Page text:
Conference 5–9 August 2012
Exhibition 7–9 August 2012
Los Angeles Convention Center

Computational Displays

Los Angeles Convention Center, Room 408B

This course provides the first comprehensive overview of computational displays for the graphics community. These display architectures employ co-design of optical elements, efficient computational processing, computationally tractable models for human perception, and advanced mathematical analysis.

The course reviews all aspects of computational displays in detail, from concept introduction to a variety of example displays that exploit joint design of optical components and computational processing for applications such as high-dynamic-range and wide-color-gamut display, extended depth-of-field projection, and high-dimensional information display for computer-vision applications. In particular, the course focuses on how high-speed displays, multiple stacked LCDs, and directional backlighting combined with advanced mathematical analysis and efficient computational processing provide the foundations of 3D displays of the future. It also reviews psycho-physiological aspects that are of importance for display design and demonstrates how perceptually driven computational displays can enhance the capability of current technology.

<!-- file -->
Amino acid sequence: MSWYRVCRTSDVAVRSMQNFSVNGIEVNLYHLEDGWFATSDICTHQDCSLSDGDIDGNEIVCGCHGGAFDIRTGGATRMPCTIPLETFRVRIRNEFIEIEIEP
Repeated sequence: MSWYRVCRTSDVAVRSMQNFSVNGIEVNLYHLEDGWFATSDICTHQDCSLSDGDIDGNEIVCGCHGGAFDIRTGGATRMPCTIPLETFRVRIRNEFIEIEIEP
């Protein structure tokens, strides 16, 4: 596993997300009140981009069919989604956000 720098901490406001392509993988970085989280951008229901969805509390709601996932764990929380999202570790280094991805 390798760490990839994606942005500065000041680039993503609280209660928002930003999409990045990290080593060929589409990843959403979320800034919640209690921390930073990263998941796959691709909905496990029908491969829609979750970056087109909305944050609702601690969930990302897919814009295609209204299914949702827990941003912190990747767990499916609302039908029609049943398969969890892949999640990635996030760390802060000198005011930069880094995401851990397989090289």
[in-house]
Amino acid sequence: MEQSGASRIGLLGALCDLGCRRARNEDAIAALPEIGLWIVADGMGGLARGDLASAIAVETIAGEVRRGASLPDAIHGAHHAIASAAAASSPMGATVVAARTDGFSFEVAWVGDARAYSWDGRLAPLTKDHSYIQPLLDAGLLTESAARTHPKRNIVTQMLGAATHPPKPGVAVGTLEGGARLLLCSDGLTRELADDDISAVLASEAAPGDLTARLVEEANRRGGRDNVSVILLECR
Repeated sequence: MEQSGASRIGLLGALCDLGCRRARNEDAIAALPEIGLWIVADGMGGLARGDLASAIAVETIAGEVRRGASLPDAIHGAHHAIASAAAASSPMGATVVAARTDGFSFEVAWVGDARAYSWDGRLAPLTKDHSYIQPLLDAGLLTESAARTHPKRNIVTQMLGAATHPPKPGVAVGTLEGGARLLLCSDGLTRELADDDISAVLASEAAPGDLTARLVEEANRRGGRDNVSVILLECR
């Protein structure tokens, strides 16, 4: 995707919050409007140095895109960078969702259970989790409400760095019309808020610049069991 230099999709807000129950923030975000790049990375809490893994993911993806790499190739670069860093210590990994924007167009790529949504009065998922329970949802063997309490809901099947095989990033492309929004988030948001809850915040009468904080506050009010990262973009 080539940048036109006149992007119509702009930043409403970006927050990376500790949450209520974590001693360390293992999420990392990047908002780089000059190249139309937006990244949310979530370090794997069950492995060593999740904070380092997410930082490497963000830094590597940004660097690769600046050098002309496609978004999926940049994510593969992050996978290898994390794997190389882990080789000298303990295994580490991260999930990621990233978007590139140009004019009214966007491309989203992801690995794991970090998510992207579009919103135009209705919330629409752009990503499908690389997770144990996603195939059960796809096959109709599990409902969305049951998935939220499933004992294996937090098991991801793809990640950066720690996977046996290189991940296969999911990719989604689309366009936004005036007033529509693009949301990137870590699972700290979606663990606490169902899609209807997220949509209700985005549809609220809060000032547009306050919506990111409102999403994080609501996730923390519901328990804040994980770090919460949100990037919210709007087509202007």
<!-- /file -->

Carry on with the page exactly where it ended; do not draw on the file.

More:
2 pm
Introduction and Overview
Computational Displays as a Next-generation Display Technology

2:25 pm
Computational Light Field Displays - Hardware Architectures, Fabrication, Content Generation, and Optimization
Lanman and Hirsch

3 pm
Perceptually-Driven Computational Displays

3:20 pm
Summary and Q&A




Some familiarity with Matlab, C/C++, and OpenGL. General understanding of linear algebra and Fourier analysis.

Intended Audience

All researchers and students in fields related to computational displays, including computer graphics and vision, computational photography, mathematics, optics, and human perception. While this is an intermediate-level course, it also provides an intuitive overview of display technology for attendees without any technical background.


Gordon Wetzstein
MIT Media Lab

Douglas Lanman
MIT Media Lab

Diego Gutierrez
Universidad de Zaragoza

Matthew Hirsch
MIT Media Lab